To his customers, Camaj is the pizza king. Walk into his restaurant almost any day of the week, and you’ll find him sharing his opinions with everyone. A construction worker on lunch break gets quizzed on the progress of the street improvements; a regular is kidded about his politics. (Camaj even jokingly chides Metroland for not considering his pizza for an award in the annual Best Of issue.) The walls are lined with framed, autographed photos and posters from Proctor’s shows, a testament to his restaurant’s place in the neighborhood. He is eager to talk about the cinemas: the high-tech outdoor marquee glimpsed in the proposed design, the state-of-the-art stadium seating and the prospect of bringing more light, life and money downtown. (Especially, he hopes, in the form of students from Union College and Schenectady County Community College.) Camaj, who has operated his pizza parlor for a decade, is serious about wanting this project to work: “We’ve struggled here for years and years.”

One of his main concerns is crime, or more specifically, the fear of crime. To be sure, he’s not worried from personal experience. “It’s not bad over here—there’s nothing here,” he laughs. He knows, however, from talking with other neighborhood business owners who have lost longtime customers to this fear, that it is a too-common perception that Schenectady is unsafe.

He’s proactive about it, too: His idea to counteract suburban paranoia is to have the city put a police substation on State Street, somewhere near the cinemas. Or, at the very least, keep a police cruiser permanently parked nearby. To that end, Camaj has collected a petition with almost 300 signatures in support of a more visible police presence.

“The cops I’ve talked to think it’s a good idea,” he says. When asked to whom the petition will be submitted, he replies: “The Metroplex.”

Schenectady resident and activist Elmer Bertsch has been following the progress of Metroplex since before the beginning; he was a founding member of Citizens for Preservation and Revitalization, a group that fought to make Metroplex, in its formative stages, as accountable to the public as possible.

Asked to evaluate how Metroplex has turned out, he says, dryly: “It gives money away. It does it well.”

He ticks off the positive things about the way the authority works. They follow the open meetings law and respond to Freedom of Information Act requests. They hold the required public meetings and encourage people to voice their opinions and ideas; for instance, the idea for the farmers market, mentioned by Lahut as being on Metroplex’s project list, came from the community. But Bertsch is not sold on a public authority as the best vehicle to foster development, however well-run: “Still, it’s just corporate welfare when you get to the bottom line.”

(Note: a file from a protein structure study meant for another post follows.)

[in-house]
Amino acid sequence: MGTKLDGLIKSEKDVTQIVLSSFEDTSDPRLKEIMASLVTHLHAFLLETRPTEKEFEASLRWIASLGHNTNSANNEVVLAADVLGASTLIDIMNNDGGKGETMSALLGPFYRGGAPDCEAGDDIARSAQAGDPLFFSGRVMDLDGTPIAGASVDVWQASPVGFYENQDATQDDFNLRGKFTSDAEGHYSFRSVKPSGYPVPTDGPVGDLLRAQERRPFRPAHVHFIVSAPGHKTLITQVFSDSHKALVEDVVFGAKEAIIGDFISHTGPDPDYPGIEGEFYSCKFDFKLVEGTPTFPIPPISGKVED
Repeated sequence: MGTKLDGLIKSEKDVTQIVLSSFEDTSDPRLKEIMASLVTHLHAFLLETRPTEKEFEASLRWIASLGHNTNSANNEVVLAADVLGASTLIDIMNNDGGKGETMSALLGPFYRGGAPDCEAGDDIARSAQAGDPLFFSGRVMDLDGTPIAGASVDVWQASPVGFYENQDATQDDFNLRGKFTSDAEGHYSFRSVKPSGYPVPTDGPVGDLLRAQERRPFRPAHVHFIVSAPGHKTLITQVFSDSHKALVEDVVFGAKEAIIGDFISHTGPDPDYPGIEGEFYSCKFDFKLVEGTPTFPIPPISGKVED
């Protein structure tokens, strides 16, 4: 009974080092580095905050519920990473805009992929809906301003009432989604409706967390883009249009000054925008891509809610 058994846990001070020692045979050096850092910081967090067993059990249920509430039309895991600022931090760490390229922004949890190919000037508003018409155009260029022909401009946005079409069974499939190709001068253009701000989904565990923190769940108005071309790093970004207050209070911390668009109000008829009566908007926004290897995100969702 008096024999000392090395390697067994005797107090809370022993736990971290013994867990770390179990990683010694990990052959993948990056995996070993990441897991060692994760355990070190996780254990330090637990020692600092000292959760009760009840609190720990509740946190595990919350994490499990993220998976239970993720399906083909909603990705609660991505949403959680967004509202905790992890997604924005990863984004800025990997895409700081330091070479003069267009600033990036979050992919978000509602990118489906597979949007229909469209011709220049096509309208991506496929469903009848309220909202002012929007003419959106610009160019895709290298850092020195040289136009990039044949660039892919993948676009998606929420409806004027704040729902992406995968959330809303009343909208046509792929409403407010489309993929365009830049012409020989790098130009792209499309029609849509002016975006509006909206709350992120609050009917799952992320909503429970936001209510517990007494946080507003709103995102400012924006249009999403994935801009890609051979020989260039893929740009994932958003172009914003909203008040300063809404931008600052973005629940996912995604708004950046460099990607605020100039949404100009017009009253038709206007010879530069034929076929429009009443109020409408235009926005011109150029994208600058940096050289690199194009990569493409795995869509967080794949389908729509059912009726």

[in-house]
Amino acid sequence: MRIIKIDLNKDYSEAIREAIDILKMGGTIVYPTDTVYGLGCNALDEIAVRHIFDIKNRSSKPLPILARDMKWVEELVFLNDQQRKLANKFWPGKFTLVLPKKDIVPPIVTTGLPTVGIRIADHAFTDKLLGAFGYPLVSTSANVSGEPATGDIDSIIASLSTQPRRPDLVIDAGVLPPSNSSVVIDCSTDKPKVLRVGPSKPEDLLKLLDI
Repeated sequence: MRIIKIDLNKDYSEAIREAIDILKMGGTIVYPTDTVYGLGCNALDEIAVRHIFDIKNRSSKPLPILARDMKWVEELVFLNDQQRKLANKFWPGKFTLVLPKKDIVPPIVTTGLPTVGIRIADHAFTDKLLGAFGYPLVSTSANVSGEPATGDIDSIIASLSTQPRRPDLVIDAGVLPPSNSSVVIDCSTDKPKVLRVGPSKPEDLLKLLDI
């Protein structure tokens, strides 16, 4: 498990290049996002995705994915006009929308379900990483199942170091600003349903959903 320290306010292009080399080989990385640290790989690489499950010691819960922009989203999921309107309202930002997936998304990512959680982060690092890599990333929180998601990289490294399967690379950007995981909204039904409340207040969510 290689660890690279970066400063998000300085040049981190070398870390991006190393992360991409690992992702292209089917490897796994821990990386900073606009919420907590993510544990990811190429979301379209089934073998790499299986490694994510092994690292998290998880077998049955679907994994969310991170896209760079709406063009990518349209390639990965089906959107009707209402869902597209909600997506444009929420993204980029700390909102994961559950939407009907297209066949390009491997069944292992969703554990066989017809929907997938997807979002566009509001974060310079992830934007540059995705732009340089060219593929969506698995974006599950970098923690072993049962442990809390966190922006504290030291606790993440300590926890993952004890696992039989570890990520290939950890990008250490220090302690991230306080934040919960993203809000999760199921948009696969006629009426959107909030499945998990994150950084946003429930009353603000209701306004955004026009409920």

He points to the Little Italy project as an example. Little Italy, as designated by Metroplex, is an area east of the Stockade and west of Union College; the idea is to create, with restaurants, bakeries and ethnic shops, a magnet that will draw citywide customers. Cornell’s restaurant, for example, received a Metroplex grant to relocate to Little Italy.

“Now, Metroplex is funded through your sales tax,” Bertsch says. “If you go two blocks over from where these guys are gonna locate, you have got Luigi’s, which is another Italian restaurant, which gets bupkis out of this thing.” Luigi’s, he points out, is collecting the sales tax that helps fund Metroplex—and support a competitor.

“I think they’d be better off having the County Legislature do this, in terms of accountability,” Bertsch suggests.

Bertsch also questions the lack of regional planning: “[Troy’s] developing a Little Italy, Schenectady is developing a Little Italy. Albany’s developing the Palace, and we’re going to develop Proctor’s. And Troy’s talking about doing the other Proctor’s. So that there’s not a lot of coordination with this stuff.”

Then, there is the matter of Metroplex expansion. Bertsch explains: “One of the other things that you have in the Metroplex law is . . . a provison that anybody in Schenectady county can say ‘I want my back yard to be Metroplex.’ If Niskayuna says ‘we want all of Niskayuna to be Metroplex dollar eligible,’ it is. There’s no debate, there’s no nothing. And, in fact, that’s what’s now happening.”

Indeed, Schenectady, Rotterdam and Glenville have all recently expanded their Metroplex areas. This raises a concern among many that, in an expanded competition for Metroplex dollars, the original vision of rebuilding Schenectady’s core will be lost.

With serious sarcasm, Bertsch muses on the prospect of every small town in Schenectady County wanting to get in on the action: “ ‘Hey, we want to get our snout in that trough, too.’ ”

Lahut, however, says that the commitment of Metroplex to downtown is self- evident, as “89 percent of Metroplex projects have been in the city of Schenectady, and 90 percent of these are in the downtown corridor.”

It remains to be seen, however, if countywide political pressures will allow that to continue.

With regard to those doomed buildings at the corner of State and Clinton, Lahut says that “Demolition is imminent.” Everything is on track for the construction of the cinemas; the last remnants of the old Canal Square “canal,” Lahut explains, will be removed as part of the construction: “That’ll happen in about a month or so, and whatever’s left will finally go away.”

Meanwhile, with the appropriate amount of showmanship—a costumed organist played showtunes on Goldie, the Proctor’s Mighty Wurlitzer Organ—Metroplex directors formally voted last week, on the stage of the theater, to contribute $9.5 million to the cost of the planned expansion. (The rest of the $22.5 million price tag will be covered by fundraising and state and federal government grants.)

By this time next year we’ll know, at least with respect to the Diamond Cinema, if the people of Schenectady and surrounding areas really want to taste the fruits of Metroplex’s labor.